|Doha Round stalemate deepens|
|Written by Kwesi. W. Obeng, GENEVA, Switzerland|
|Thursday, 10 December 2009 17:12|
The Africa Group at the World Trade Organisation (WTO) has called for urgent and ‘successful’ conclusion of the Doha Development Agenda of trade negotiations by the end of 2010. The final deal, says the group, must ensure that the central pillar of Doha, which is development, reflects the needs, desires, demands and aspirations of developing countries especially in Africa.
The Africa Caribbean and Pacific (ACP) group of nations and over 100 countries which make up the informal Group of Developing Countries in a similar vein have emphasized the urgent need to conclude the stalled Doha Round in line with its development mandate launched in 2001.
At the World Trade Organisation (WTO) 7th ministerial conference in Geneva, Switzerland, all three developing country groups pointed out in separate press briefings, press statements and interviews that anything short of this will disproportionately and detrimentally affect the fortunes of poor countries and worsen the plight of about 70 per cent of the world’s population. Two-thirds of the world’s population presently lives in the developing world. This is even projected to go up by 2020.
Developing countries, particularly in Africa and South Asia, have been disproportionately hit by the worst impacts of the current financial and economic crisis which takes its origin from the United States’ unwieldy financial industry.
The United States is particularly regarded by most countries as the main stumbling block to concluding a Doha Round that has a significant development component to it. African countries and many other developing countries from the Philippines to Ecuador in Latin America were already reeling under the global food and energy crises.
All developing country groups including G-33 and G-110 said that anything short of a transparent, fair, equitable completion of the Doha Round that eliminates the currently skewed multilateral trading mechanism will spell the doom of poor countries as well as sink confidence in the WTO and more generally the multilateral trade regime.
The Africa Group said the Doha Development Agenda (DDA) remains the only opportunity, at least in the near term, to improve multilateral rules on international trade.
While some work has been done in a the area of modalities, that is the formula and the treatment of unbound lines, large swathes of the Doha Round specifically agriculture which is the mainstay of developing country economies remains untouched as developed countries dig their heels, protect and expand subsidies to their agricultural sectors while tightening already stringent rules to prevent developing countries from exporting to rich economies of the West and Japan.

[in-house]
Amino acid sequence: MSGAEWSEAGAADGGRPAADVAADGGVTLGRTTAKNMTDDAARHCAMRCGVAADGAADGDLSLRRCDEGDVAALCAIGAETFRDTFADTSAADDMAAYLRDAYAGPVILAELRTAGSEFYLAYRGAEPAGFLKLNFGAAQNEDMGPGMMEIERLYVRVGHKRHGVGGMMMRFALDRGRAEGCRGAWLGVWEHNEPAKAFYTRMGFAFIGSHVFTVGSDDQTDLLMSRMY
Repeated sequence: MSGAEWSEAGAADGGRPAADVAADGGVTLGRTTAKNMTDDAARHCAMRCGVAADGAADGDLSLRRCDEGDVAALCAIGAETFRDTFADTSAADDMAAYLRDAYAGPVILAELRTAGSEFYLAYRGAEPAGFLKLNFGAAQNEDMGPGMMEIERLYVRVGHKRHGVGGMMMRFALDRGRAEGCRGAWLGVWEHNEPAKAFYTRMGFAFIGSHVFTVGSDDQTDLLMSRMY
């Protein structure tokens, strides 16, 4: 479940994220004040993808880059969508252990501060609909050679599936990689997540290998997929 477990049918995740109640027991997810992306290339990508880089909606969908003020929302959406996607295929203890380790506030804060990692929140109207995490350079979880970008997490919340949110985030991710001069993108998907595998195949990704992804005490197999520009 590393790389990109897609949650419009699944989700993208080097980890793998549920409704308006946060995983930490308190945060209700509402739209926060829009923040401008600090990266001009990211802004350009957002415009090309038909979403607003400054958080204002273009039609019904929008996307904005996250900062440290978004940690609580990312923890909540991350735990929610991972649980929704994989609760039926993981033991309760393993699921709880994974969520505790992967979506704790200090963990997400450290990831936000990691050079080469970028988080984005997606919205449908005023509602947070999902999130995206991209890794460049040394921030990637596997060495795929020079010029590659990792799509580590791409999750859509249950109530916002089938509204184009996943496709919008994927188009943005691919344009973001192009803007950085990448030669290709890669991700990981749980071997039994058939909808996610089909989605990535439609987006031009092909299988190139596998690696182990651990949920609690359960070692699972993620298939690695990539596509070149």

The Africa Group said it was interested in a speedy conclusion of the Doha Round as well as a constructive engagement of poor countries by developed nations.
Coordinator of the Africa Group, Ambassador Hisham Badr said the Group strongly objects to any changes to, re-interpretation or deviations from, the existing agreed mandates and principles in the negotiations.
The group also underlined the need for a strong, open and fair, rules-based multilateral trading system to combat protectionism and help promote recovery, growth and development. The Africa Group also reiterated the importance it attachees to the WTO as the main tool of the global trade mechanism.
In response to a question whether African countries indeed believe the Doha Round would be completed by close of 2010 with development at the core given the deep-seated interests of rich countries and blocs (notably the United States, the European Union and some members of the Cairns Group of countries) Ambassador Badr said Africa and its allies in the developing world are hopeful that if the principles of ‘multilateralism, inclusiveness, transparency, predictability, non-discrimination and equity’ are brought to bear on the negotiations then the Round could be brought to a successful conclusion to allow African countries to benefit from globalization.
The informal group of developing countries and the ACP group also insisted that these same principles remain pretty much the only way to ensure trade openness, economic growth and integration which in effect could spur a more effective and efficient participation of developing countries, big and small, in the multilateral trading system and more specifically in the WTO.